Study: Smoking vs. obesity

New study looked at whether smoking or obesity takes more years off life


JACKSONVILLE, Fla. – A new study looked at whether smoking or obesity takes more years off a person's life and some may find the results surprising.

Researchers from the National Cancer Institute found that smokers actually live longer on average, than people dealing with obesity. They compared normal weight smokers to extremely obese non-smokers and found that obesity shortens life spans more than smoking.

When we asked people in Jacksonville about which is worse, people first thought smoking was the worst of the two, but then weren't surprised when they learned that's not necessarily the case.

"My first thoughts when I think of it is smoking," Rhonda Shaw said. "But then as you really think about it, obesity really takes a lot of lives too because it hurts so many organs of your body. They can all shut down, so maybe obesity would be worse."

Shaw has it right, both smoking and obesity have negative effects to your body, but when it comes to which one shortens your life more, it's obesity.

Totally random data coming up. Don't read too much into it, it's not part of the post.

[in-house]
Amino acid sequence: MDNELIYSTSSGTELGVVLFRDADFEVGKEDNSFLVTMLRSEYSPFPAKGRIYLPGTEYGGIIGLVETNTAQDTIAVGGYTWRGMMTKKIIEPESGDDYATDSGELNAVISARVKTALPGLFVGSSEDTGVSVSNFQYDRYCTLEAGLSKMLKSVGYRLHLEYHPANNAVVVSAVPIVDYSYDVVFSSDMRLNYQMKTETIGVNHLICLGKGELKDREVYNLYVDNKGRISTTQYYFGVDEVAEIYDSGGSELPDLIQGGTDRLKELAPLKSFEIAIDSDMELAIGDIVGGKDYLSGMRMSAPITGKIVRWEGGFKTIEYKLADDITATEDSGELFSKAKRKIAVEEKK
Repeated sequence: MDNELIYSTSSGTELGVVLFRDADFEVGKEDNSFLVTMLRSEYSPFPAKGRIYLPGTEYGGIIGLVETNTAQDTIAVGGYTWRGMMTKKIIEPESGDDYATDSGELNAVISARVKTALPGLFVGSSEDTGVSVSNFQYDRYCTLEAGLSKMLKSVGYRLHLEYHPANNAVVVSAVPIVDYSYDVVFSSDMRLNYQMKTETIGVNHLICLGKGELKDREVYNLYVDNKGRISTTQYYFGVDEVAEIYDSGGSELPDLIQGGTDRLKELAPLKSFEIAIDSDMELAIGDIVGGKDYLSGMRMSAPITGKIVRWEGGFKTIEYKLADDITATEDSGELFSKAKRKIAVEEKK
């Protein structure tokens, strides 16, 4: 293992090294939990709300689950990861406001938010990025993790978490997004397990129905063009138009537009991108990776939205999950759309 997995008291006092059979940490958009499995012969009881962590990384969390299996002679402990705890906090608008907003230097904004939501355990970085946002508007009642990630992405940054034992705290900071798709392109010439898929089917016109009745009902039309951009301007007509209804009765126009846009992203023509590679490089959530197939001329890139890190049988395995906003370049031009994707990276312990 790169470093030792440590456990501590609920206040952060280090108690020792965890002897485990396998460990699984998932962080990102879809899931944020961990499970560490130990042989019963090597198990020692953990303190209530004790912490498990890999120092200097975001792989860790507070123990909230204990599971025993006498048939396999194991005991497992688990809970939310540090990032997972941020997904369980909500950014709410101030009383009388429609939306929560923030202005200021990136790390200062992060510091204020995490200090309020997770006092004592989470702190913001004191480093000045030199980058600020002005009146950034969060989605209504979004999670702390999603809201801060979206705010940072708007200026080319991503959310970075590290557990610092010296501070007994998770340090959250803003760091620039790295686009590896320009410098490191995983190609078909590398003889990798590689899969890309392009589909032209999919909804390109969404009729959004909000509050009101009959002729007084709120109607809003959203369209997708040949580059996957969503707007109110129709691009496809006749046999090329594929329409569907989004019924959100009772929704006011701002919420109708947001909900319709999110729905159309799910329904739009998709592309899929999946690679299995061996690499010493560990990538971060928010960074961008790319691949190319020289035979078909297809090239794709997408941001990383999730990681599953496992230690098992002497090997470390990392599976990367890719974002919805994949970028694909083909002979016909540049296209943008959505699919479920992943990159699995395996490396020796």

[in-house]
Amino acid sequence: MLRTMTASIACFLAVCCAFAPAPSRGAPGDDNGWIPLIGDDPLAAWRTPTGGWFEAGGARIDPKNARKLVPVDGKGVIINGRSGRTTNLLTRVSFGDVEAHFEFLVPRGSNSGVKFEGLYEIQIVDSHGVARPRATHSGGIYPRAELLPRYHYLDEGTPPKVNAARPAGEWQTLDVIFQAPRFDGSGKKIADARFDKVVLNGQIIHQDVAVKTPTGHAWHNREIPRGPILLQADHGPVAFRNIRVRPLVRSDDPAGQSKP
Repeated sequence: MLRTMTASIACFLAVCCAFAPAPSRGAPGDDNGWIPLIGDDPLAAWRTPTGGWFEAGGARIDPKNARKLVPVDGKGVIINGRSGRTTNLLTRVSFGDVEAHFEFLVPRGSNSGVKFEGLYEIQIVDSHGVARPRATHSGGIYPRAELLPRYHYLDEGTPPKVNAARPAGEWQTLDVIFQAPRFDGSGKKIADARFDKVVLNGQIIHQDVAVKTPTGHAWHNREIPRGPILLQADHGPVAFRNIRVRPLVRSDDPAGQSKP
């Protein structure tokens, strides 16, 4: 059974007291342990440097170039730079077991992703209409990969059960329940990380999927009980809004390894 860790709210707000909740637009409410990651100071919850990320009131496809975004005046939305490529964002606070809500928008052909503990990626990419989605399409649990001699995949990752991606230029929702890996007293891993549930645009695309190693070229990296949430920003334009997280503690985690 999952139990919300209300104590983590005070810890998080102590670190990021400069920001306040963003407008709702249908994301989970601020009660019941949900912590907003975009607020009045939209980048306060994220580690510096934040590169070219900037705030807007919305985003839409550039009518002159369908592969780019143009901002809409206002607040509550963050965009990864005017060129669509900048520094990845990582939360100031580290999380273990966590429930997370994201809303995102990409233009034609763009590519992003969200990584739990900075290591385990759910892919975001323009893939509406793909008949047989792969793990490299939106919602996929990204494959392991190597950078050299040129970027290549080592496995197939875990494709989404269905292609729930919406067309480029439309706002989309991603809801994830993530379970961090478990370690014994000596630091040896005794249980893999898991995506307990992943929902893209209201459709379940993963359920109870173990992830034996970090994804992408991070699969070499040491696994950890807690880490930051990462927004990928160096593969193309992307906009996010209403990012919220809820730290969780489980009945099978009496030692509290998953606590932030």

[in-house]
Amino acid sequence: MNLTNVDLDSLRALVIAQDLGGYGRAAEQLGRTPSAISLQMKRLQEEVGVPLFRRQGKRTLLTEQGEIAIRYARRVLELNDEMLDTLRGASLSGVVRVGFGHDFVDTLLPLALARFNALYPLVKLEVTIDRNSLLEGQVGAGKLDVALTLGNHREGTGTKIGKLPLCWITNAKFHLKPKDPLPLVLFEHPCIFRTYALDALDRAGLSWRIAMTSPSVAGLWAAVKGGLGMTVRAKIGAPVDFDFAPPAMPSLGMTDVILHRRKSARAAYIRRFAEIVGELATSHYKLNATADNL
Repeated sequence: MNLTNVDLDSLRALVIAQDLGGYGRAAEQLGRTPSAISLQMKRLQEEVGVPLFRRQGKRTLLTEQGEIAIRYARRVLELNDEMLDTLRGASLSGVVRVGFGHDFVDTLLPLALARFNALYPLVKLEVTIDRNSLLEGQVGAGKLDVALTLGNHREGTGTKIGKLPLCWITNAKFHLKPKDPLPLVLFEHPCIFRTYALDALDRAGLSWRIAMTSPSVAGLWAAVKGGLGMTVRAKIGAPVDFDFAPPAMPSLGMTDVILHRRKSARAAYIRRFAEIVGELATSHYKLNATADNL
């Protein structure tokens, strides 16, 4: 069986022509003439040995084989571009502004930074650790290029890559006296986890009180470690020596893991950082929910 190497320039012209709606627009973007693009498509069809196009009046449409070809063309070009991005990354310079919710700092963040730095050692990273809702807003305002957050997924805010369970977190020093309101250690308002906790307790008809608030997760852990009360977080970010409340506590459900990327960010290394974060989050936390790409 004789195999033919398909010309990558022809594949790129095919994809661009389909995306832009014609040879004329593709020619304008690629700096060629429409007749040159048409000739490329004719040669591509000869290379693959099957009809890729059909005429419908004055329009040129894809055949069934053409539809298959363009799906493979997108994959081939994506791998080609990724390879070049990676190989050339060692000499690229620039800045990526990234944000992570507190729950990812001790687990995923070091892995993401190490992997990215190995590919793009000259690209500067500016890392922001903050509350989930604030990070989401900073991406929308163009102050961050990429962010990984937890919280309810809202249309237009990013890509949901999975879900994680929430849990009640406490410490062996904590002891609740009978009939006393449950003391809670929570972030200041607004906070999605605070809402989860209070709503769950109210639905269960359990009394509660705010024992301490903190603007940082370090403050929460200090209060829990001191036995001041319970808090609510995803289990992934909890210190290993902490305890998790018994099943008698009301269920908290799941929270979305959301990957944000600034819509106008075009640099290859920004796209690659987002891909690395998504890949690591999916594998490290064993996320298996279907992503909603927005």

The study by the PLOS Medicine Journal looked at more than 9,500 extremely obese adults and more than 300,000 people with a normal BMI.

The study found that healthy weight smokers lost about nine years of their lives.

Non-smoking adults who were extremely obese, defined as having a BMI of 55 to 55.9, lost nearly 14 years on average.

UF Health Registered Dietician Sally Young says although obesity takes more years off your life, that and smoking both lead to many health problems that make life harder.

"They both cause extreme inflammation in your body which makes things in life hard to do anyway," Young said. "So if you're already a smoker it's hard to get out and exercise for longer periods of time, sometimes even hard to do simple tasks throughout the day."

Researchers said these findings show the need to create more ways to fight obesity and spread awareness on just how dangerous it is.